Again, I feel this is pretty conservative on a bunch of different fronts, and I’m bullish on WW generating significant value. But even with those conservative assumptions, the end result looks pretty attractive versus today’s price of $7.55. And it looks even more attractive when considered on an IRR basis- I would guess the company pays out the majority of the cash on their balance sheet by year end and sells the rest of their non-WW assets and sells the rest of their non-WW buildings /pays the rest of cash out by the midpoint of next year. The end result is a pretty attractive IR, even if you assume WW is just sold for today’s value in a few years.
Admittedly, the above is a bit “fun with numbers” to come up with the IRR- a lot of the high return rests on assuming a big portion of cash is coming back quickly. But given how much cash is on the balance sheet, I don’t think that’s a bad assumption; and assuming NAV is ~$8.40 and the bulk of it is coming back in the next year, the IRR is always going to be pretty decent from today’s price of ~$7.55. In other words, it’s the discount to NAV and the fact that the cash is coming back quickly that drives most of the IRR, not that the cash is coming back in December versus February or something.
Ok, let’s quickly discuss why I’m so bullish on WW. First, I’d note that the property was bought and will be managed by a JV between RXR and SLG. My friends in real estate speak pretty highly of SLG management. And SLG’s management certainly seems bullish on WW during their Q3 earnings call. Some highlights below.
“The relatively low price per square foot and significant future upside due to average in-place rents that are well below market, made this opportunity highly appealing to us”
“Levered return should be certainly in the position we're in, because we only took 25% in the deal and our returns are fee enhanced double-digit returns. I think, it's a high cash-on-cash going-in yield”
“We believe it's a great asset with a great return profile, with embedded rents that are below market, great tenant roster, and we think we'll be able to create value because that's what we do”
I also think it’s worth thinking about from NYRT’s standpoint. This liquidation has been a disaster, and based on management commentary and tone it seems like they want to wrap this up quickly and move on. And given the strike on their incentive fees was set at $11/share versus the last NAV at $9.21, it probably makes sense for them to want to move on quickly. Putting all that together, in a lot of ways they were probably incentivized to take a lower offer that would allow them to end this liquidation faster. Instead, they went with a more complex route that will drag this liquidation out and require more time / attention. Given making this deal probably went against their “get this thing wrapped up” incentives, I would guess they / the board had to be awfully bullish on the value creation potential here to choose this structure versus a straight sale. If you assume that WW’s investment will compound at 11% (the low end of the double digit returns SLG talked about) and that they’ll sell it around the end of 2020, the return from today’s price look really interesting given the discount you’re buying the WW stub at.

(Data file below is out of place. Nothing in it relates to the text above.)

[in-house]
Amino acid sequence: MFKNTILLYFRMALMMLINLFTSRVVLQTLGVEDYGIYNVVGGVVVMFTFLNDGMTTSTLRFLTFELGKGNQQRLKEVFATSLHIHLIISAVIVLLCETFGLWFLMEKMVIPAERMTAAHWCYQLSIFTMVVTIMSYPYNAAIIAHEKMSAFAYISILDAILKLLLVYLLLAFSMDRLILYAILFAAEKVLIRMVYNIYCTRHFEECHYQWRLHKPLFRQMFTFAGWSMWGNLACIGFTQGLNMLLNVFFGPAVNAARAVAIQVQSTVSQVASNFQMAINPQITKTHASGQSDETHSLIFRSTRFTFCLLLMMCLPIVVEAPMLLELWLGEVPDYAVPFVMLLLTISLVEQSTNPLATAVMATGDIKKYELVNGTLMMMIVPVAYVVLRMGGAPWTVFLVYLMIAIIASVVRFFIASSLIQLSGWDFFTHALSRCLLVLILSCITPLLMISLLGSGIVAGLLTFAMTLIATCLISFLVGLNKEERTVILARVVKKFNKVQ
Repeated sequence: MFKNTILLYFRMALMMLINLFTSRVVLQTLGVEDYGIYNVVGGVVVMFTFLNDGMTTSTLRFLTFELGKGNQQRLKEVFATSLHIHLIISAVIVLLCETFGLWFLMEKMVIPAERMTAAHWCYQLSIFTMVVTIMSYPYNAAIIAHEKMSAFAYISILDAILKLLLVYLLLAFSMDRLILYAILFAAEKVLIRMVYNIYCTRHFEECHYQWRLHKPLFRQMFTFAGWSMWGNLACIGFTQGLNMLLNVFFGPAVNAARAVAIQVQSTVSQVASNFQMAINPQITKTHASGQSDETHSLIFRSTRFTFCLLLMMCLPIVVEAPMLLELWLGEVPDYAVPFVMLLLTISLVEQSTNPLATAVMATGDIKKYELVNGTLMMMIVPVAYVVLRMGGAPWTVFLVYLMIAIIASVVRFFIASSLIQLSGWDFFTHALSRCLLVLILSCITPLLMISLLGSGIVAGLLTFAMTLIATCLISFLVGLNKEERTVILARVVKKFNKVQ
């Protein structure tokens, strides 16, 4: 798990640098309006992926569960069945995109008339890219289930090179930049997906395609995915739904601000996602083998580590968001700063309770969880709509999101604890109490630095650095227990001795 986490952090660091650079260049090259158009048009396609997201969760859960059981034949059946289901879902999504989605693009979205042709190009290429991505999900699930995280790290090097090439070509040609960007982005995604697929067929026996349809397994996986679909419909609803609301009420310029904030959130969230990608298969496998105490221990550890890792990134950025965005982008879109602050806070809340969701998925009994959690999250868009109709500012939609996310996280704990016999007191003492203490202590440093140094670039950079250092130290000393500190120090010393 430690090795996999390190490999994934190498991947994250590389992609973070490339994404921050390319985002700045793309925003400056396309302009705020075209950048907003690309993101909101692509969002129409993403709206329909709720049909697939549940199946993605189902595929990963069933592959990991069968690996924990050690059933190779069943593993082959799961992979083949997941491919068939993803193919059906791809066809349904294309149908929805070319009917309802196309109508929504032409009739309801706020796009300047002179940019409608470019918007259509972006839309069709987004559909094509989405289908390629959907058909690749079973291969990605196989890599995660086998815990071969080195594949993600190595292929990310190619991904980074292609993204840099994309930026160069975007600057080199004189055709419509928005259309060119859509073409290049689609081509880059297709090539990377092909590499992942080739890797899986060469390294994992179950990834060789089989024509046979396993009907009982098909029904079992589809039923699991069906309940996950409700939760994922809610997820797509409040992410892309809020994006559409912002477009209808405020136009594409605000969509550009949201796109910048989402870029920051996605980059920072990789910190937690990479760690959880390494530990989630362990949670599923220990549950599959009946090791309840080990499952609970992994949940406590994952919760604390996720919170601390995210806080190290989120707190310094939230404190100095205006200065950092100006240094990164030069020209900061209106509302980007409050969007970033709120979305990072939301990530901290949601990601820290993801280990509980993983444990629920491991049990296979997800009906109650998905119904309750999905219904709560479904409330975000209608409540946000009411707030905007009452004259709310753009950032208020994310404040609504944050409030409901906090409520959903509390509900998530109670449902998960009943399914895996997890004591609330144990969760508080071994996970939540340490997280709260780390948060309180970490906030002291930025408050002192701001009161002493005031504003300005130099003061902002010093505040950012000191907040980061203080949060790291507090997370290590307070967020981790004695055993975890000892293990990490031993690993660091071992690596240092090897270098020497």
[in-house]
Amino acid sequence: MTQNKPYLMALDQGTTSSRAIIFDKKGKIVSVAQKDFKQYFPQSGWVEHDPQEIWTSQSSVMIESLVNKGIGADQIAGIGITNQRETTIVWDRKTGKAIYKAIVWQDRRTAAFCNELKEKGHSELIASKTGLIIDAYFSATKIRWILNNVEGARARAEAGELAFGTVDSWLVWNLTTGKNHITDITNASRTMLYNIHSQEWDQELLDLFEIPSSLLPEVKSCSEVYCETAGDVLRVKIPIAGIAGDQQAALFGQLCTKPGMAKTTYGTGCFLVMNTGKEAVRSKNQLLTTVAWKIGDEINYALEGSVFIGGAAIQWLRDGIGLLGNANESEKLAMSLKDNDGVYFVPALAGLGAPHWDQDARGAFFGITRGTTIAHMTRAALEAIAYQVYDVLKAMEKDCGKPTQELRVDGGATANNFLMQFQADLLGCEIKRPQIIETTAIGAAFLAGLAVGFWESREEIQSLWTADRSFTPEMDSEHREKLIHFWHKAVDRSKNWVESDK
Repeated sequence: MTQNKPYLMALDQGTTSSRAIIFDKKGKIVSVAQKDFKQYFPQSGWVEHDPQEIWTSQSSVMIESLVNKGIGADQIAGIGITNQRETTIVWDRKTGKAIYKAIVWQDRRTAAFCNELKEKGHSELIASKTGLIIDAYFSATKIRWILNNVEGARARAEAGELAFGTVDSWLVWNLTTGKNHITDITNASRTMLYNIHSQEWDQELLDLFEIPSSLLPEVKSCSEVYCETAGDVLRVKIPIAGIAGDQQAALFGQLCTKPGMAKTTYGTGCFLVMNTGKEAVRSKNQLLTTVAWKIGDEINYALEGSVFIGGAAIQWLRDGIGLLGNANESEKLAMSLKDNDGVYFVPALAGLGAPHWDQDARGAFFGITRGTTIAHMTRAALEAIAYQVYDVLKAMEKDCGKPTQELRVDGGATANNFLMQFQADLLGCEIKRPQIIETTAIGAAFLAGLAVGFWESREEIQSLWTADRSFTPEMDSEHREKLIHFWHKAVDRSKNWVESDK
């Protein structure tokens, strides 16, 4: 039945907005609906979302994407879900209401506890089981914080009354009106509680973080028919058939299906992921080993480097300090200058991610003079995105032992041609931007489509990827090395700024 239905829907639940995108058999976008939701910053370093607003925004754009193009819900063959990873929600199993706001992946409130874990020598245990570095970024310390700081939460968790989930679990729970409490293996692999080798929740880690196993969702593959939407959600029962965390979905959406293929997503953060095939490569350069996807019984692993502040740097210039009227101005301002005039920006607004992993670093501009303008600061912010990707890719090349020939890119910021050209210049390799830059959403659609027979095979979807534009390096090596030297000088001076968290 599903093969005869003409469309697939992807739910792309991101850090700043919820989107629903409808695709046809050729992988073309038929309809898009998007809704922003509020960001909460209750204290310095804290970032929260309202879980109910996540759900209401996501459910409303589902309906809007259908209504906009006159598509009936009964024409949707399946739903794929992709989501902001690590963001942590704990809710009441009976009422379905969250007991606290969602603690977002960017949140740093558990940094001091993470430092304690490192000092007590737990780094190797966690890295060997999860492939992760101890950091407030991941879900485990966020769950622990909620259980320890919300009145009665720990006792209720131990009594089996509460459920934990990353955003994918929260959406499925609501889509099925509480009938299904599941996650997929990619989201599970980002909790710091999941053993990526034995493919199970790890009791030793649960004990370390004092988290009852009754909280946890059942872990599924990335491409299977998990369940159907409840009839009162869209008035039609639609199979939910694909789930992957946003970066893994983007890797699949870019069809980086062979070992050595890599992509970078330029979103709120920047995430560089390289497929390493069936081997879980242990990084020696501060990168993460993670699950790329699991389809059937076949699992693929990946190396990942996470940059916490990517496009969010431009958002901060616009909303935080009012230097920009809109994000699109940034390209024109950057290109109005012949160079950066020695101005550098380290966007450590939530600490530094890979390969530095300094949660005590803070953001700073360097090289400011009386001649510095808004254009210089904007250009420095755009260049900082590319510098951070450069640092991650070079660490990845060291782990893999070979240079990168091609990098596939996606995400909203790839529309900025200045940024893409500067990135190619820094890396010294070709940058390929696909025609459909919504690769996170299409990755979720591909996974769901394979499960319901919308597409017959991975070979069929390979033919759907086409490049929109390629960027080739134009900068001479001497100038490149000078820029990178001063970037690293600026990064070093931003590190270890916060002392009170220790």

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post management call, my #1 was even more right than I thought (i.e., my understanding of liquidation accounting was wrong, but management had same wrong understanding at the time, thus causing their statement)
Nicely done on 333 West 34 as well. Using your analysis as my crib sheet going forward...
Went ahead and added at $7.30..
We need mgmt to give us an update on the liquidation valuation..
Given this new 520m before fees for 1440 Broadway, what is your new conservative liquidation price?
Would you consider that all your valuation will be above the actual selling prices by roughly 7% (like for 1440 Broadway) or some smaller assets could be sold above your valuation?
Even with this sales, I consider that trading USD7.57 looks low to me....
Having NYRT in my 401k was also another misstep on my part
Nice writeup, but I put in question management ethical standards. Selling 1440 Broadway for $520m before fees is even lower than the most conservative estimate I have seen and also lower than 2013 cost basis.
This bizarre management accepted a performance fee of $11 when a few months later reported a NAV even lower than public markets valuation. I think anything can happen and I do not eliminate the possibility of them getting the "real" compensation out of NYRT liquidation job.
520m for 1440 Broadway before fees...no good news from this thing. No idea what fees will be (10m?) so 510 vs your 550 #. Takes another 20-25 cents off of your NAV #
Nice piece. Three thoughts to add
1) First, that the reason NAV wasn't changed by the lower than expected sale WW price is that hold period has extended. My understanding of liquidation accounting (quite possibly wrong!) is that no discount rate is applied to future cash flows. So even if sale price of the remaining stake is no higher than part 1 (which is unlikely to be their assumption), their share of income from the property until ultimate sale is also added into NAV. Obviously, investors think about value in terms of PV, but I believe NAV just doesn't discount.
2) Think many of us heard “based on the deal that we’ve just announced, the NAV number will not go down as a result of Worldwide Plaza” as emphasizing the part before the comma, with subsequent language suggesting real likelihood NAV guided down based on other properties in the portfolio (consistent with your analysis).
3) Not sure if they can dividend all cash on hand. Putting aside (small) operating expenses, need cash to fund company's share of WW repositioning costs
Bagholder here. Management has lost so much credibility, first with the estimate revision, and second by selling only half WWP, that I think this liquidation should have a cost of capital around where your projected IRR is. It's no bargain.